Limited Partnerships

These partnerships, organized under the laws of the state they will operate in, provide for at least one general partner and one partner that has limited liability. Limited liability means that the limited partner will not be liable personally for partnership debts unless he/she specifically obligates himself or herself to be liable for that debt. The general partner will have unlimited liability. A TIN must be obtained. The net income or losses are treated the same as for general partnerships on the partners’ tax returns except that losses that are considered passive might not be fully deductible by the limited partner. There are special rules that should be reviewed with the preparer of your tax returns. Limited partners can have no role in managing the partnership, which is solely managed by the general partners, which can be an individual, C or S corporations, LLCs or trusts. Typically, the limited partners provide the capital to the partnership. Limited partnerships have a date when they terminate, which is determined when they are organized.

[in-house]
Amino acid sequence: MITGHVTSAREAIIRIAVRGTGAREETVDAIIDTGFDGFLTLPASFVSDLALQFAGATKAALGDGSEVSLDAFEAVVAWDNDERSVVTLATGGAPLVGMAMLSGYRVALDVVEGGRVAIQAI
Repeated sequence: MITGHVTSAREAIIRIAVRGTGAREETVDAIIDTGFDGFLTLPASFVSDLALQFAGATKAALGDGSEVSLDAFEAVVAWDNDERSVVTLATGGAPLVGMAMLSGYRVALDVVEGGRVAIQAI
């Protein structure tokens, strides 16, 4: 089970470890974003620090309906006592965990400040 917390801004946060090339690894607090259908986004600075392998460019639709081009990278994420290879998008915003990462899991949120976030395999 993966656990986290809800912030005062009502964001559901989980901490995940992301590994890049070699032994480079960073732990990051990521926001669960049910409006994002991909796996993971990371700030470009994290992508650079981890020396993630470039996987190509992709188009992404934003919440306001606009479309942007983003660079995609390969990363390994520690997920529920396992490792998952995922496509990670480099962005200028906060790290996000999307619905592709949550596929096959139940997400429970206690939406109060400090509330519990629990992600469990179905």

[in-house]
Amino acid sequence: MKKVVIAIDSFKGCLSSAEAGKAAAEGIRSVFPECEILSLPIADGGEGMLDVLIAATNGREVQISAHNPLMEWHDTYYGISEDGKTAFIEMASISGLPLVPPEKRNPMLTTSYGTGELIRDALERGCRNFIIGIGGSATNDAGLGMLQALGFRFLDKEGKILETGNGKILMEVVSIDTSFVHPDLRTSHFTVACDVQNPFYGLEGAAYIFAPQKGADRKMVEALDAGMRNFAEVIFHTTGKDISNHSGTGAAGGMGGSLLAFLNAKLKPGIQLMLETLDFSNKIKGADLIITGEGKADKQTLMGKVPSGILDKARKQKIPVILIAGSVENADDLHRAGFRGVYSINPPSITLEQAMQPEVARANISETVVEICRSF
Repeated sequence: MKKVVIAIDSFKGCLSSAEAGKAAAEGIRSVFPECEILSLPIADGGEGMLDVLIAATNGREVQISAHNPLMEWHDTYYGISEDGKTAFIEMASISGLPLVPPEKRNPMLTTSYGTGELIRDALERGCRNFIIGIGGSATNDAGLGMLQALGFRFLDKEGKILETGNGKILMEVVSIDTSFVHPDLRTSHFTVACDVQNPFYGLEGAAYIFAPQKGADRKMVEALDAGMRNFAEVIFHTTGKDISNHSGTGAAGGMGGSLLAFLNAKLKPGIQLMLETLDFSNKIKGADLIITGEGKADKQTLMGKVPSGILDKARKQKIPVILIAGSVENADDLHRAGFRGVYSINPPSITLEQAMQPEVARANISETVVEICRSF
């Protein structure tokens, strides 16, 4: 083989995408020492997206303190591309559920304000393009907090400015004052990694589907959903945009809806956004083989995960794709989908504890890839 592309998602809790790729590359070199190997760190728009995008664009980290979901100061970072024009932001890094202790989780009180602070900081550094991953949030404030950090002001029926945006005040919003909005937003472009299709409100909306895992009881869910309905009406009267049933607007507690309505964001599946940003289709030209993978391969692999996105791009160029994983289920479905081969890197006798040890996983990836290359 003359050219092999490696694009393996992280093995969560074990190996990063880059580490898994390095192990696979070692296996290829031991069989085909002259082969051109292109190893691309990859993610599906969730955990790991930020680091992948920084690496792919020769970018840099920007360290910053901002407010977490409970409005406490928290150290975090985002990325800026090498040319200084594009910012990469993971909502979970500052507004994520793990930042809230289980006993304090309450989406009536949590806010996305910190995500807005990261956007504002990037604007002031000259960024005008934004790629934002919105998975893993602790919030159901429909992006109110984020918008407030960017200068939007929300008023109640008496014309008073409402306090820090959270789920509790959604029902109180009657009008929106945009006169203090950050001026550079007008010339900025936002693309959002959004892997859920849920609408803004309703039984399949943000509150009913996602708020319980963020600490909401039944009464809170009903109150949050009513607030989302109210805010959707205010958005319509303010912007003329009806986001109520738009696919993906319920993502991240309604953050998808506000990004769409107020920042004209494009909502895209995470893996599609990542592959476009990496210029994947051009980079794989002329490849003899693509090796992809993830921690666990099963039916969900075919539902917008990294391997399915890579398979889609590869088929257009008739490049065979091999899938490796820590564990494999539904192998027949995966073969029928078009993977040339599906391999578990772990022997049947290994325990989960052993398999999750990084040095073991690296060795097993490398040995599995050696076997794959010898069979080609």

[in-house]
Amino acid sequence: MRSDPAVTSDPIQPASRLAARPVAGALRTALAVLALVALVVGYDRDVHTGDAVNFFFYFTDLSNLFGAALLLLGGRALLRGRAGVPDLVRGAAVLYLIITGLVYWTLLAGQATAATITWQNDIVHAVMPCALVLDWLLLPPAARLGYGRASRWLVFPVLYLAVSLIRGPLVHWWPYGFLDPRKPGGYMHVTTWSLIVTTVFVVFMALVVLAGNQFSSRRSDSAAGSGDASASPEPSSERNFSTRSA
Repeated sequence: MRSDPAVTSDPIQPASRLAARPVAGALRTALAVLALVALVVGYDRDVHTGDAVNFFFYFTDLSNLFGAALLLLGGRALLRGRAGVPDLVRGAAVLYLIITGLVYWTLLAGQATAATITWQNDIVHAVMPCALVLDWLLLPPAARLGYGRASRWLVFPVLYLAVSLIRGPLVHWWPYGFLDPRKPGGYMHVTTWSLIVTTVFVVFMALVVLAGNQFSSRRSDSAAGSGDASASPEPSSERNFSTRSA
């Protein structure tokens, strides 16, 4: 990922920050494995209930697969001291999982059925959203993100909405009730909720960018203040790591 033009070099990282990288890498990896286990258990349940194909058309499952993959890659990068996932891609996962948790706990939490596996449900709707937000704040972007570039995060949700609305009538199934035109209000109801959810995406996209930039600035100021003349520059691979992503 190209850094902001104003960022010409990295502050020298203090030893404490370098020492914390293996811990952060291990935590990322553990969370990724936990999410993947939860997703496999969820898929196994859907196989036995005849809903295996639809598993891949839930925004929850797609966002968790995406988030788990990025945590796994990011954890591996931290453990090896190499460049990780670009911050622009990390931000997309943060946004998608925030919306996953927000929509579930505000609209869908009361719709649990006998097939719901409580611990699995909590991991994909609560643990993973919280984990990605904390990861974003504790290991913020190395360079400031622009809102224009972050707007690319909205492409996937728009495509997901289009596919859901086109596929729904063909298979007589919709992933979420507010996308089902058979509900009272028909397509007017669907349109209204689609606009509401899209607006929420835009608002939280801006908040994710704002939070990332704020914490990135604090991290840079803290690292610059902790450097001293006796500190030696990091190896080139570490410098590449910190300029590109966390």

Limited Liability Companies (LLCs)

These must be organized under a state’s law and the members are not liable for debts of the entity. The tax treatment of income and losses and the basis for losses are similar to those of limited partners as is the Form 1065 filing. Husband and wife owners must file a Form 1065 and cannot avoid this with two Schedule Cs as general partnerships can. These have termination dates.

One Person LLCs

There is an exception to the LLC rules for one person LLCs. They are treated as a disregarded entity by the IRS for tax purposes and do not need to obtain a TIN (and can use the owner’s SSN, which I do not recommend) and would report the transactions on Schedule C.